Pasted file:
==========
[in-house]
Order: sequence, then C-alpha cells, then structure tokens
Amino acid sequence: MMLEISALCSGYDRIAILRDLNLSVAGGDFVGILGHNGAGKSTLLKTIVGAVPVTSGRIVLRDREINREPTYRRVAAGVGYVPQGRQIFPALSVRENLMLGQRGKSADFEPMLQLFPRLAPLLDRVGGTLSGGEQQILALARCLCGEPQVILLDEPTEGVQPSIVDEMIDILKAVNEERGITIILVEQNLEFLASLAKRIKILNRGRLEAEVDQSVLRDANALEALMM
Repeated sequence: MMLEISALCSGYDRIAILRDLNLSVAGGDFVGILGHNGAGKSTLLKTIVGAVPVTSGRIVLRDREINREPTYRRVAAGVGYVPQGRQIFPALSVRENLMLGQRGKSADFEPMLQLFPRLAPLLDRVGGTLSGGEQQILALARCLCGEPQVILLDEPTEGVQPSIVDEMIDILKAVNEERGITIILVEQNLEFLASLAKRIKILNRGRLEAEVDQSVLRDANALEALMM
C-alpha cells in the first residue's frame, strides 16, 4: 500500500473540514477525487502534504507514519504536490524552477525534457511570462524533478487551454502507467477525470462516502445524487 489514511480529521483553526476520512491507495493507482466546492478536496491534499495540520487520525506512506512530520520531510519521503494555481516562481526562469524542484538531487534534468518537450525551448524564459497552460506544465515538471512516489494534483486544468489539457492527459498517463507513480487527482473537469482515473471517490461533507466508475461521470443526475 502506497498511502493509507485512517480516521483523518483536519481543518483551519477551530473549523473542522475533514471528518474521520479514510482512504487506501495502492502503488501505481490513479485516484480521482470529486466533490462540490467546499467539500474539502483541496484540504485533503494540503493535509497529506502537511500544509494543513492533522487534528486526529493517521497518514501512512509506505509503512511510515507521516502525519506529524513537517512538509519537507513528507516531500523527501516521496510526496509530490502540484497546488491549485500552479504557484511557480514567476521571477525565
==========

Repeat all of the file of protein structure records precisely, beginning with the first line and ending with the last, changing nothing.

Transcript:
[in-house]
Order: sequence, then C-alpha cells, then structure tokens
Amino acid sequence: MMLEISALCSGYDRIAILRDLNLSVAGGDFVGILGHNGAGKSTLLKTIVGAVPVTSGRIVLRDREINREPTYRRVAAGVGYVPQGRQIFPALSVRENLMLGQRGKSADFEPMLQLFPRLAPLLDRVGGTLSGGEQQILALARCLCGEPQVILLDEPTEGVQPSIVDEMIDILKAVNEERGITIILVEQNLEFLASLAKRIKILNRGRLEAEVDQSVLRDANALEALMM
Repeated sequence: MMLEISALCSGYDRIAILRDLNLSVAGGDFVGILGHNGAGKSTLLKTIVGAVPVTSGRIVLRDREINREPTYRRVAAGVGYVPQGRQIFPALSVRENLMLGQRGKSADFEPMLQLFPRLAPLLDRVGGTLSGGEQQILALARCLCGEPQVILLDEPTEGVQPSIVDEMIDILKAVNEERGITIILVEQNLEFLASLAKRIKILNRGRLEAEVDQSVLRDANALEALMM
C-alpha cells in the first residue's frame, strides 16, 4: 500500500473540514477525487502534504507514519504536490524552477525534457511570462524533478487551454502507467477525470462516502445524487 489514511480529521483553526476520512491507495493507482466546492478536496491534499495540520487520525506512506512530520520531510519521503494555481516562481526562469524542484538531487534534468518537450525551448524564459497552460506544465515538471512516489494534483486544468489539457492527459498517463507513480487527482473537469482515473471517490461533507466508475461521470443526475 502506497498511502493509507485512517480516521483523518483536519481543518483551519477551530473549523473542522475533514471528518474521520479514510482512504487506501495502492502503488501505481490513479485516484480521482470529486466533490462540490467546499467539500474539502483541496484540504485533503494540503493535509497529506502537511500544509494543513492533522487534528486526529493517521497518514501512512509506505509503512511510515507521516502525519506529524513537517512538509519537507513528507516531500523527501516521496510526496509530490502540484497546488491549485500552479504557484511557480514567476521571477525565